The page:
Dances In Funny
nytheatre.com review by Robert Weinstein
August 21, 2009
Dances in Funny, a charming piece now playing at The Robert Moss Theatre, opens with one woman walking onto an empty stage wearing an apron and carrying a stainless steel flour sifter. She stops and looks at the audience for a moment with an open look on her face, holding the sifter in front of her as though she is presenting a very important object. She turns the crank and the sound of the rotor scraping against the mesh screen creates a constant and consistent beat.
Another woman enters and stands next to her. She also wears an apron and looks at the audience but carries a stainless steel manual hand mixer. Listening to the rhythm of the sifter, she turns the mixer's crank, and the sound of its clashing blades creates a counter rhythm, which blends nicely with the first. Three more apron-clad women enter—separately—each carrying different kitchen utensils. They create a culinary symphony, each sound playing off the other, and soon ascend into a kind of jazz with each utensil having its say. The sound ends. The women look at the audience and clear the stage.
Dances in Funny is a movement and text piece based on the theme of food. The piece contains five parts, performed by individual women with group interludes introducing the theme of each.
The first, "Lemon Meringue Go" performed by Susan Thomasson, is a seductive treatise on the assembly of lemon meringue pie. Accompanied by a tango piece by the Gotan Project, she weaves the details of the recipe. The intensity of the piece mimics the rotations, gyrations, and spins of putting it together, depending on the importance of the ingredient or the complexity of the instruction.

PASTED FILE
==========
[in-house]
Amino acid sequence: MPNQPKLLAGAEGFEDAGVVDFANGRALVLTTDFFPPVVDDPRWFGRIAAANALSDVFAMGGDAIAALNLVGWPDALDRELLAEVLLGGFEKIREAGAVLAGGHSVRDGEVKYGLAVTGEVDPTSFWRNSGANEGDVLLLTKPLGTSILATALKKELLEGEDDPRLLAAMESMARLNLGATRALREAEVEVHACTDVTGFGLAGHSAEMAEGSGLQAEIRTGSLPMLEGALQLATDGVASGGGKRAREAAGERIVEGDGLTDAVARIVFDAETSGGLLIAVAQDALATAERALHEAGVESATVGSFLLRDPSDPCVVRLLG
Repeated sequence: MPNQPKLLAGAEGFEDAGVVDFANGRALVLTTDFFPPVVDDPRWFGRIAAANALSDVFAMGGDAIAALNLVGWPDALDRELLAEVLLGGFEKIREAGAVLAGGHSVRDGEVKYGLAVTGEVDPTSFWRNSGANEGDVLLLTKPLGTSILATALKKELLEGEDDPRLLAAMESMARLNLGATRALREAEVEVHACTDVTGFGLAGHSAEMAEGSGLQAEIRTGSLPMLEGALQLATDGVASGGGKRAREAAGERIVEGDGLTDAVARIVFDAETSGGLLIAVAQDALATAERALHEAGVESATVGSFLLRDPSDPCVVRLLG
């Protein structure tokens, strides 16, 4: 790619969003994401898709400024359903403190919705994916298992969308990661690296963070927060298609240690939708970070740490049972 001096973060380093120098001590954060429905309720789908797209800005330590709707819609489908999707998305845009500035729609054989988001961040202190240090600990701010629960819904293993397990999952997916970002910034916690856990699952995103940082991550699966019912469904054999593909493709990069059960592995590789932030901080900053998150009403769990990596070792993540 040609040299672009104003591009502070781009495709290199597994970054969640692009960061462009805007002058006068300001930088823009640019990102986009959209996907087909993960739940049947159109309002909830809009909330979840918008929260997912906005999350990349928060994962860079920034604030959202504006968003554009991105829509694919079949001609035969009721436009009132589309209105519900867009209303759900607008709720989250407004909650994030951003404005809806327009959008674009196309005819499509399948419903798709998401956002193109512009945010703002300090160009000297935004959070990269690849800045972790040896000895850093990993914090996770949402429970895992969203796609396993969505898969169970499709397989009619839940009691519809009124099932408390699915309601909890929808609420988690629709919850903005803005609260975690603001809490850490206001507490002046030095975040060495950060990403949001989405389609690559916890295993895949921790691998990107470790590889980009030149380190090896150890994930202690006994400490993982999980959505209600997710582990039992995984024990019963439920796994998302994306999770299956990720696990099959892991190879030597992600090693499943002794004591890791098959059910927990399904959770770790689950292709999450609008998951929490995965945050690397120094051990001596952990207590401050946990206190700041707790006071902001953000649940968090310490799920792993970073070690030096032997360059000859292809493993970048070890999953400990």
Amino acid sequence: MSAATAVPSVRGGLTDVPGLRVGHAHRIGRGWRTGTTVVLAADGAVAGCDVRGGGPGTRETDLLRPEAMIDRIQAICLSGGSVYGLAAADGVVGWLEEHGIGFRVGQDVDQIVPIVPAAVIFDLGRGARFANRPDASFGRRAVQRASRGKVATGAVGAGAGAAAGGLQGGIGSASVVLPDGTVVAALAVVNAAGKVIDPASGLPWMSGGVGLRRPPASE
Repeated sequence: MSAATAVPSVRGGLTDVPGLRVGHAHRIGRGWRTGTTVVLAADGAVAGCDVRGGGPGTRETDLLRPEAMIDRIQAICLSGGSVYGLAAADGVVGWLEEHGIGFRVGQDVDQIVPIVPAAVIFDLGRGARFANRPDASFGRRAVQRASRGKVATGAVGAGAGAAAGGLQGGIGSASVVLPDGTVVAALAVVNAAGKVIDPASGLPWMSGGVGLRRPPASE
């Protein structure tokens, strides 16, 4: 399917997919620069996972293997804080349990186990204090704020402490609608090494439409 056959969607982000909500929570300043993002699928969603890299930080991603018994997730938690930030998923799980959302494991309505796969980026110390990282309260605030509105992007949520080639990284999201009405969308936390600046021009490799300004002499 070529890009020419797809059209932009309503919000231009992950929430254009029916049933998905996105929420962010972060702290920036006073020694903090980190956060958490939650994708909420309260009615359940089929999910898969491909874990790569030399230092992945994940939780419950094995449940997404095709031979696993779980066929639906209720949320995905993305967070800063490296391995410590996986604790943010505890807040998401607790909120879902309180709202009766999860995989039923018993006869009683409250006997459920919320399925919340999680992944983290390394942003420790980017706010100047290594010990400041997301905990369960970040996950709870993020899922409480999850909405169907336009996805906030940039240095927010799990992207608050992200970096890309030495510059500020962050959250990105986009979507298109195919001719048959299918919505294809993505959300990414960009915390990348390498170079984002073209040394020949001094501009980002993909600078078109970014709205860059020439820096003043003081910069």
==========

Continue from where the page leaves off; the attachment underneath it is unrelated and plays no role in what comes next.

In the play's most stationary piece, "Wrap," Judith Nelson is wrapped in tinfoil, with an apple placed in her mouth, as though she were a pig roasting in an oven or over a fire, and speaks with a cheerfulness belying her situation. In a voice reminiscent of Marge Gunderson in Fargo, she expresses how grateful she is to be antibody free. She describes her trip from the factory. She takes a call from a friend who is also being baked. She seems both curious and unaware regarding her predicament, failing to connect the rising heat with her imminent demise and the humor of the piece comes from her unfailing optimism and naivete in the face of her situation. She seems genuinely excited to find out what happens next.
In my favorite piece, "First Recipe," Ara Fitzgerald starts with the question, "What is the first recipe?" It begins like a vaudeville routine, with showy movements full of hooey hokum and flailing elbows but eventually smoothes into a thoughtful and somewhat sensual exploration of the role of food in the creation of man. Fitzgerald matches the movements of her body with the rhythms of her text and skillfully evokes the contours of temptation in our relationship to food.
The other pieces are equally inventive and are performed with finesse. Karen Eubanks's infectious joy in"Galette Gavotte" crescendos into ritualistic song with wide, sweeping, thrusting movements, while Claire Porter serves up two distinct characters—a waitress and a customer —in a piece that begins as a satire on the relationship between those who consume food and those who provide it, and evolves into a smart and funny investigation that blurs the social and political lines inherent in the transaction.